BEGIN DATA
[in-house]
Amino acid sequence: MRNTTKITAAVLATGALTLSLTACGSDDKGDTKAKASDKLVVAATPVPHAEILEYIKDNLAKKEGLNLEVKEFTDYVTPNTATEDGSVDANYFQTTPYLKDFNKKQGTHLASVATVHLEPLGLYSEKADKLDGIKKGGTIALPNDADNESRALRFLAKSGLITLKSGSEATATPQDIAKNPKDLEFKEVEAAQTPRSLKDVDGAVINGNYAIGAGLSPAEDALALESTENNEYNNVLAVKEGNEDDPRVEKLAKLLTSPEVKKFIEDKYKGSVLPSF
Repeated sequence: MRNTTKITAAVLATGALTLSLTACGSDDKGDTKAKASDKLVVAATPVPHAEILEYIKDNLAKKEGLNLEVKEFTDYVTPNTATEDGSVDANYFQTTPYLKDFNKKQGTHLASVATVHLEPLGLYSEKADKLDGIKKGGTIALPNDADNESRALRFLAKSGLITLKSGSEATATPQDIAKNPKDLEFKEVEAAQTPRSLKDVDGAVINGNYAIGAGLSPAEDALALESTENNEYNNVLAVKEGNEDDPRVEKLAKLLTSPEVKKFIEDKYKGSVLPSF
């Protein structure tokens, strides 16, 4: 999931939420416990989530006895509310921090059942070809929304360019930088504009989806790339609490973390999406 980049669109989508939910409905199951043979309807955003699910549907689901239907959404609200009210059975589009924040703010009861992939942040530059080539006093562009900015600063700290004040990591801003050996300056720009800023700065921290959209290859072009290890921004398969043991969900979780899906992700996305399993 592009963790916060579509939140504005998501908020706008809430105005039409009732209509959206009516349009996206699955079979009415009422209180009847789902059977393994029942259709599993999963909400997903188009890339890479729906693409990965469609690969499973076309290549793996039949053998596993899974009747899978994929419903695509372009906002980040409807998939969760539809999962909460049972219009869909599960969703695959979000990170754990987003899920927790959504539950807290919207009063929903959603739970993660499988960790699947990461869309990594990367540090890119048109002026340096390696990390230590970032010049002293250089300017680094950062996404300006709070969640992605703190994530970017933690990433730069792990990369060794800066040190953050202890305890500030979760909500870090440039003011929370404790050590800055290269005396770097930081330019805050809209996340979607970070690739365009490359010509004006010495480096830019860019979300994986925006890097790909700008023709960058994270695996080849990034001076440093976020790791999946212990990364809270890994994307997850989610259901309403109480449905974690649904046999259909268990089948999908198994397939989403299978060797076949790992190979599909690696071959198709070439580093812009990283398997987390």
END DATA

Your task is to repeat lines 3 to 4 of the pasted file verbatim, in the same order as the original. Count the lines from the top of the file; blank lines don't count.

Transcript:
Repeated sequence: MRNTTKITAAVLATGALTLSLTACGSDDKGDTKAKASDKLVVAATPVPHAEILEYIKDNLAKKEGLNLEVKEFTDYVTPNTATEDGSVDANYFQTTPYLKDFNKKQGTHLASVATVHLEPLGLYSEKADKLDGIKKGGTIALPNDADNESRALRFLAKSGLITLKSGSEATATPQDIAKNPKDLEFKEVEAAQTPRSLKDVDGAVINGNYAIGAGLSPAEDALALESTENNEYNNVLAVKEGNEDDPRVEKLAKLLTSPEVKKFIEDKYKGSVLPSF
């Protein structure tokens, strides 16, 4: 999931939420416990989530006895509310921090059942070809929304360019930088504009989806790339609490973390999406 980049669109989508939910409905199951043979309807955003699910549907689901239907959404609200009210059975589009924040703010009861992939942040530059080539006093562009900015600063700290004040990591801003050996300056720009800023700065921290959209290859072009290890921004398969043991969900979780899906992700996305399993 592009963790916060579509939140504005998501908020706008809430105005039409009732209509959206009516349009996206699955079979009415009422209180009847789902059977393994029942259709599993999963909400997903188009890339890479729906693409990965469609690969499973076309290549793996039949053998596993899974009747899978994929419903695509372009906002980040409807998939969760539809999962909460049972219009869909599960969703695959979000990170754990987003899920927790959504539950807290919207009063929903959603739970993660499988960790699947990461869309990594990367540090890119048109002026340096390696990390230590970032010049002293250089300017680094950062996404300006709070969640992605703190994530970017933690990433730069792990990369060794800066040190953050202890305890500030979760909500870090440039003011929370404790050590800055290269005396770097930081330019805050809209996340979607970070690739365009490359010509004006010495480096830019860019979300994986925006890097790909700008023709960058994270695996080849990034001076440093976020790791999946212990990364809270890994994307997850989610259901309403109480449905974690649904046999259909268990089948999908198994397939989403299978060797076949790992190979599909690696071959198709070439580093812009990283398997987390």